Sean Corrigan: We’re trying to fix banks but now we’re destroying their net interest rate margins, by trying to work this way as well. We’re also destroying all the other financial institutions like insurance and pension companies that must be bleeding everywhere.
William White: I’m working on a piece for the G30 which basically deals with the future of central banking and the future of monetary policy. I sense from talking to many of the members, many of whom are previous central bankers, that they are very concerned about the direction this has taken, in particular the continued over reliance on stimulative monetary policy to get us out of the predicament we are in. It has turned into a kind of Pandora’s box. Swiss Re has recently published a paper called “Financial Repression: Quantifying the Cost” which looks at the cost of these unusually low interest rates for the insurance industry. Clearly, they are really, really worried about it and I don’t blame them.
As for your other point Sean, I also agree. I guess in the early days when they started lowering the interests rates, the thought was that the deposit rates would go down before the loan rates and the banks would get a short-term benefit from the change. But in the fullness of time, however, margins are getting squeezed more and more so that even the banks are being hurt. If broken banks are a big chunk of current problems, particularly in Europe, it is a bit odd that policy is actually making the future of banks and other financial institutions still more dodgy.
As both of you may know, I’ve written a lot about this stuff, not least of which a paper that was published by the Dallas Fed in 2012 . It was called “Ultra Easy Monetary Policy And The Law Of Unintended Consequences.” It contained page after page of all the things that might go wrong. Moreover, knowing that even my imagination might be inadequate, I treated that paper as a kind of work in progress. So every time I opened up The Financial Times or something else and I saw something unpleasant that wasn’t in my paper, I clipped it out and added it to the pile. Unfortunately, the pile is getting bigger and bigger. There is a possibility at least that this whole exercise could end very badly.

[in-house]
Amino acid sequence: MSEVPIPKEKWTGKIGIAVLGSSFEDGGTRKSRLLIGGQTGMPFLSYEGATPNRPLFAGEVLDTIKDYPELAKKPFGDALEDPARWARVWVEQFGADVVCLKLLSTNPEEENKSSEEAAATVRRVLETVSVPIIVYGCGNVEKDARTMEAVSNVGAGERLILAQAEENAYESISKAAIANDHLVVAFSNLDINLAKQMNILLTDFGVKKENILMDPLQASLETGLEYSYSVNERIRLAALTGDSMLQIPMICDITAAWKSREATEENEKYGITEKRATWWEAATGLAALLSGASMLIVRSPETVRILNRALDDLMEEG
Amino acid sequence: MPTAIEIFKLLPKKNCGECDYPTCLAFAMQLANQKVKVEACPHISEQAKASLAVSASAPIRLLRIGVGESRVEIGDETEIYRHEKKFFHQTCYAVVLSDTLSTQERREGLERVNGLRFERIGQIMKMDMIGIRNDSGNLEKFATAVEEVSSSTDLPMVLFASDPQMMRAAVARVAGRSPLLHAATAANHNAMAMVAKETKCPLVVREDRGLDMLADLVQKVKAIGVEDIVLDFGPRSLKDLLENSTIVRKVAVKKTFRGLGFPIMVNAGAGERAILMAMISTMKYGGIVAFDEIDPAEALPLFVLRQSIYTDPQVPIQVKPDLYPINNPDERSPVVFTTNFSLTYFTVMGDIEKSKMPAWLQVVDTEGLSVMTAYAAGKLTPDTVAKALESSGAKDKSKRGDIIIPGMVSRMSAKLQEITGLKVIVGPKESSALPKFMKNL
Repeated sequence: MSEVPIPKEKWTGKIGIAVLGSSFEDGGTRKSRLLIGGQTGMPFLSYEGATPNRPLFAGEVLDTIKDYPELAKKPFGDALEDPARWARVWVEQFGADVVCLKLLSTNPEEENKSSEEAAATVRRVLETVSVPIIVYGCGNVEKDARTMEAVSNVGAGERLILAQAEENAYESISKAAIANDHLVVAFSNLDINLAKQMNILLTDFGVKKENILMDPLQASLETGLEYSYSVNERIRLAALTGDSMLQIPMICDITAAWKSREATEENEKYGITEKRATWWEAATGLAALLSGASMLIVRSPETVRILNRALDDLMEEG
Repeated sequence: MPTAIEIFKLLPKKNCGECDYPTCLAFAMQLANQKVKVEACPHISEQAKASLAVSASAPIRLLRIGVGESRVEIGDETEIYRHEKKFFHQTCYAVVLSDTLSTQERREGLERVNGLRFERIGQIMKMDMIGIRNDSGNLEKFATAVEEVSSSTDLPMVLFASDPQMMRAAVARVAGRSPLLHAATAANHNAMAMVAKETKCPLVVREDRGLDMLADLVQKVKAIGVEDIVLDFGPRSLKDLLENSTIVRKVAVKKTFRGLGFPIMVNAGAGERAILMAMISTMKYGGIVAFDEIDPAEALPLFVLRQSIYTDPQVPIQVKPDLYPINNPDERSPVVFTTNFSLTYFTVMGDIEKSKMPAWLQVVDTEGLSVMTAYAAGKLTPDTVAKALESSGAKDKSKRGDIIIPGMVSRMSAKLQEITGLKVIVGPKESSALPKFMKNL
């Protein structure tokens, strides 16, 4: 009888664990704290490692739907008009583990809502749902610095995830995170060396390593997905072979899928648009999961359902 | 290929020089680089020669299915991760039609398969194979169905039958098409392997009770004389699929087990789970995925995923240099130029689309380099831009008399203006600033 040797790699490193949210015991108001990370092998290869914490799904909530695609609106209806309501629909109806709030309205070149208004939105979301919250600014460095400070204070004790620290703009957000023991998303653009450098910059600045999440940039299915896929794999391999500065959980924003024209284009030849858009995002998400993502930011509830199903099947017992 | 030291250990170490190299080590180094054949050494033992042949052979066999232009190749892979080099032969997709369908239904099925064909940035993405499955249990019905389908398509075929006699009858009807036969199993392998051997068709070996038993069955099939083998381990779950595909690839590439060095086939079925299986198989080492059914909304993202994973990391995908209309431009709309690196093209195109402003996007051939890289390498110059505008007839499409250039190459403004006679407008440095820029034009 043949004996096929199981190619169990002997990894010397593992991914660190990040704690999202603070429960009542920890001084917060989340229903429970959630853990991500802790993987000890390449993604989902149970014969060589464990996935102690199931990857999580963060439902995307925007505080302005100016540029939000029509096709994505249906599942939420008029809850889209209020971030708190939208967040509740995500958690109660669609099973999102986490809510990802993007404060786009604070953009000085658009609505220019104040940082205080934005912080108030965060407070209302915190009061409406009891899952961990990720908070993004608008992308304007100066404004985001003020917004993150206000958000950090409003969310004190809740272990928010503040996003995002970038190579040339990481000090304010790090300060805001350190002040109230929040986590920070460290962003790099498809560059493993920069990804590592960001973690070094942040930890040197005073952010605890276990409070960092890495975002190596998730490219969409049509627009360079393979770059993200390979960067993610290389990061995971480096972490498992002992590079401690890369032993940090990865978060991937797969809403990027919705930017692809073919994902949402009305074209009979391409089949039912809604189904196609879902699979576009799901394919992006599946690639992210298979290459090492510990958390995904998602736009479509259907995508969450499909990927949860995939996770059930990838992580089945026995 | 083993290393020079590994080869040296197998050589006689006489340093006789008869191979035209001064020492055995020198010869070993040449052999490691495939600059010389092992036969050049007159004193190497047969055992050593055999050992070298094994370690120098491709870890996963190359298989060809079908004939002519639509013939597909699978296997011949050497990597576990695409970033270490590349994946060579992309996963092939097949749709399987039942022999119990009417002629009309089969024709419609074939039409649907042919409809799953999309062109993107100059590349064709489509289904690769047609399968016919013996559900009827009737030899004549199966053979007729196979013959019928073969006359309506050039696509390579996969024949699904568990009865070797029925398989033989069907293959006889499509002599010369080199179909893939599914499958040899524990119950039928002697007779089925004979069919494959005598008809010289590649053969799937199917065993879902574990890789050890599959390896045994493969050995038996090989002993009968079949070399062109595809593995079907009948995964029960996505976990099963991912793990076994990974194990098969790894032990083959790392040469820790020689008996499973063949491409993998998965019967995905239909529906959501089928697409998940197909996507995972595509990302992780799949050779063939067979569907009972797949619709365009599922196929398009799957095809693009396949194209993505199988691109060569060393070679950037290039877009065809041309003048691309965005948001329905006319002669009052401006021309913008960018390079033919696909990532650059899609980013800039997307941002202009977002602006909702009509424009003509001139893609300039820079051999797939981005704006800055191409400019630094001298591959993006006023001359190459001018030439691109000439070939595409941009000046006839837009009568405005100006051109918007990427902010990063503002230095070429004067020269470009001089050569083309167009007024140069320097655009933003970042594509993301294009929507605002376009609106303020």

Sean Corrigan: This kind of brings us on to one of the other points I think we had on the sketch of the ideas we’d like to discuss with Bill. The bigger issue to me is that the central bank has become the go-to place in lieu of the sheer incapability of politicians to address the problems in front of them. So everything is now, “Let’s ask the central bank do something. Let’s ask the central bank.” Of course, like all public choice issues, the central banks themselves, while perhaps a little reluctant at first, have come to enjoy their role as the world’s superheroes and saviours of the universe. How are we ever going to get them back to doing the job that they should have been doing, which is just providing a back stop to a functioning financial system?
William White: The answer is I don’t know. I think, increasingly, they are discomforted more than anything else. I think it’s not just the ex central bankers but increasingly the people that are still holding the levers. They are starting to ask whether they have somehow been backed into a place where they don’t really want to be. Now, I agree with you, Sean, that there’s an element in everybody, although some more than others, where they’re glad to be looked upon as the saviours of the day. But I rather sense that an increasingly large number of central banks are actually looking at what is going on and saying “We are being asked to do something that is effectively impossible.” In a nutshell, most central bankers know that our economies do not face a liquidity problem but a solvency problem linked to excessive debt accumulation. If it’s a solvency problem, central banks can’t fix it. The only way they can fix it is by inflation which, with the debt levels being the way they are, could very quickly get out of hand.